Skip to main content

Table 1 Main gastrointestinal pathogens and their specific mode of entry

From: The impact of hypoxia on intestinal epithelial cell functions: consequences for invasion by bacterial pathogens

Bacterial invasion


Host receptor/target


Internalization under hypoxia

Potential mechanism of hypoxia-induced changes

Zipper mechanism

Yersinia (invasin)


Signaling from Rac1 to Arp2/3 [37]

↓ [39]

Decreased receptor protein expression, reduced glycosylation and mislocalization in lipid rafts [39]


Listeria (InlA)


Ligase Hakai recruitment, clathrin endocytosis, and activation of Arp2/3 actin complex [53]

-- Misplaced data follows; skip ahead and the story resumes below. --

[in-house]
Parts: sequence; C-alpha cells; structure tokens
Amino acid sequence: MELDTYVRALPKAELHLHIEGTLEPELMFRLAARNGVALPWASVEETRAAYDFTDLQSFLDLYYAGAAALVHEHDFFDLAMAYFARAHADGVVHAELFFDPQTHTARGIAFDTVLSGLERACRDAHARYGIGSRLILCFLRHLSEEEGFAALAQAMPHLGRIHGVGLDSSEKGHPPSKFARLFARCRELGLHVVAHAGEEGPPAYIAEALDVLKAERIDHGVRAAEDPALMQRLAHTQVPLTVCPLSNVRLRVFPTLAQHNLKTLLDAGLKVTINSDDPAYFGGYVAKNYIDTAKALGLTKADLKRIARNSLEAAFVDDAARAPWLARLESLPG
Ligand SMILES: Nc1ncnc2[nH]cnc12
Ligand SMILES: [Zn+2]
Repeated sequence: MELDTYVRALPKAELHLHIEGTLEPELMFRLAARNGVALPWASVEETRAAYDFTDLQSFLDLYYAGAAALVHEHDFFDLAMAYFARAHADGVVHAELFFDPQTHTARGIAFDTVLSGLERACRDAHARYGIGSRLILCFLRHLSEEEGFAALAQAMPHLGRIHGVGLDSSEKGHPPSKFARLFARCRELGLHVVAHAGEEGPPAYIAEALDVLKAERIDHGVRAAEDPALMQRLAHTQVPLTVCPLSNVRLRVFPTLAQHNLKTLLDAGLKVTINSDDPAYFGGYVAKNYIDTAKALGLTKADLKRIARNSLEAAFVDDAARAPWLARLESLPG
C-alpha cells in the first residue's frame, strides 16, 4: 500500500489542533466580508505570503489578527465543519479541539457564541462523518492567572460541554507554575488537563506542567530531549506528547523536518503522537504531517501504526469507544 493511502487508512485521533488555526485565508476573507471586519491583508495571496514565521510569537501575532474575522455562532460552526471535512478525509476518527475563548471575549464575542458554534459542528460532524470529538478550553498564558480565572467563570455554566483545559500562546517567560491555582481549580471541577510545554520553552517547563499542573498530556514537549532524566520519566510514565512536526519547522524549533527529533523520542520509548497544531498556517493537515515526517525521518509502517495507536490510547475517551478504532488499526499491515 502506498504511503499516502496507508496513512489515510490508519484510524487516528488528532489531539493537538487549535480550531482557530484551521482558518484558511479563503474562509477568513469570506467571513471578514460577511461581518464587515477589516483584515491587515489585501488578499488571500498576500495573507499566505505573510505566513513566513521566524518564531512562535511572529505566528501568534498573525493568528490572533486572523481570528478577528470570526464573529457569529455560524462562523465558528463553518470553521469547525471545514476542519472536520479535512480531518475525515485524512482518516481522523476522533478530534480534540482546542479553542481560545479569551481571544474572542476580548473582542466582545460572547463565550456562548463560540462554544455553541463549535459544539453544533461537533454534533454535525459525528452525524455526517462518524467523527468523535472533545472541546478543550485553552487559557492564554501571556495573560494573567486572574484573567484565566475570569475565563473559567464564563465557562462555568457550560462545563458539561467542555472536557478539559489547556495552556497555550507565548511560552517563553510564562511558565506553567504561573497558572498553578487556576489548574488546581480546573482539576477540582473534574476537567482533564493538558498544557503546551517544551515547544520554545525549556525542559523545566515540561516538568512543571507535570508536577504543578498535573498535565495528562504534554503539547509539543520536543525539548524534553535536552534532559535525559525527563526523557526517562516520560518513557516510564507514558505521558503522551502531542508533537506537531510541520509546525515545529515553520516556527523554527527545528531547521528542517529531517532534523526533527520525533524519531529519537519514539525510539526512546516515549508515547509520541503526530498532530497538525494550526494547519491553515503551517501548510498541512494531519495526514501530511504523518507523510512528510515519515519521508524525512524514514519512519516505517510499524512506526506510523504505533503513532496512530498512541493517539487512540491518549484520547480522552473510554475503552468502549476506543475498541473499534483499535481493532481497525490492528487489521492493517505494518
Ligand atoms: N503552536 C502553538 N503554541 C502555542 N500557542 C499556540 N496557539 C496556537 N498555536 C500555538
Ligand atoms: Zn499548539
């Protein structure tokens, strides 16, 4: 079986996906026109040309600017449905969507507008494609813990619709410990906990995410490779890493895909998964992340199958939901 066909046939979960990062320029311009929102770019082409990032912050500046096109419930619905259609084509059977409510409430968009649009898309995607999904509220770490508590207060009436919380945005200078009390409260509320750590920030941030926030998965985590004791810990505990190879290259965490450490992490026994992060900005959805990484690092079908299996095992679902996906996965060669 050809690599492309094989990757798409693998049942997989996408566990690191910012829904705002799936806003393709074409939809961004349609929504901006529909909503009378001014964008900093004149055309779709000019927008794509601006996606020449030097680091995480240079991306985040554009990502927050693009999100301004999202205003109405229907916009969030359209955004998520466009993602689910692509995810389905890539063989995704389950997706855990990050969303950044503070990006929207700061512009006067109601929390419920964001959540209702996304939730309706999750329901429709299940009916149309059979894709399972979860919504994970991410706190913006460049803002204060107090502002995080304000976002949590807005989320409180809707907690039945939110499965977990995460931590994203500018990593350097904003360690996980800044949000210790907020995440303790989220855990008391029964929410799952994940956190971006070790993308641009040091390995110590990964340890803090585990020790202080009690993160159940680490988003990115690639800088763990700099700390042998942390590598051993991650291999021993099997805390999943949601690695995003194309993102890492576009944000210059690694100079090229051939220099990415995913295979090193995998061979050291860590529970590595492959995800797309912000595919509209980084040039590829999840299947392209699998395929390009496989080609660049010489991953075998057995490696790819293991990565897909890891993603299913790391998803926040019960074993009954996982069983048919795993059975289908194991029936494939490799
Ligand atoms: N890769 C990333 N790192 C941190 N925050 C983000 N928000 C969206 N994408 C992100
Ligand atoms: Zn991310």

↑ [32]

Elevated expression of barrier protection genes, more increased levels of E-cadherin [54]


Listeria (InlB)

Met (hepatocyte growth factor receptor)

Activation of Met and PI-3-kinase-mediated signaling [53]

↑ [32]

Increased expression of growth factor receptors [55]

Trigger mechanism

Pseudomonas (ExoS)

Mammalian factor FXYD3

Impairment of function of tight junctions [29]

↓ [31]

Increased barrier protection, more stable adherens, and tight junctions [54]


Shigella (IpaC)

Cdc42, Rac1, Rho

Activation of target, membrane ruffling [73]


Cytoskeleton rearrangements hinder membrane ruffling [40]


Salmonella (SipA, SipC)

Phosphatidylinositol 4,5-bisphosphate PtdIns (4,5) P2

Phosphoinositide signaling; membrane ruffling and formation of macropinosomes [41]

↑ [32]

Changes in membrane lipid composition [40]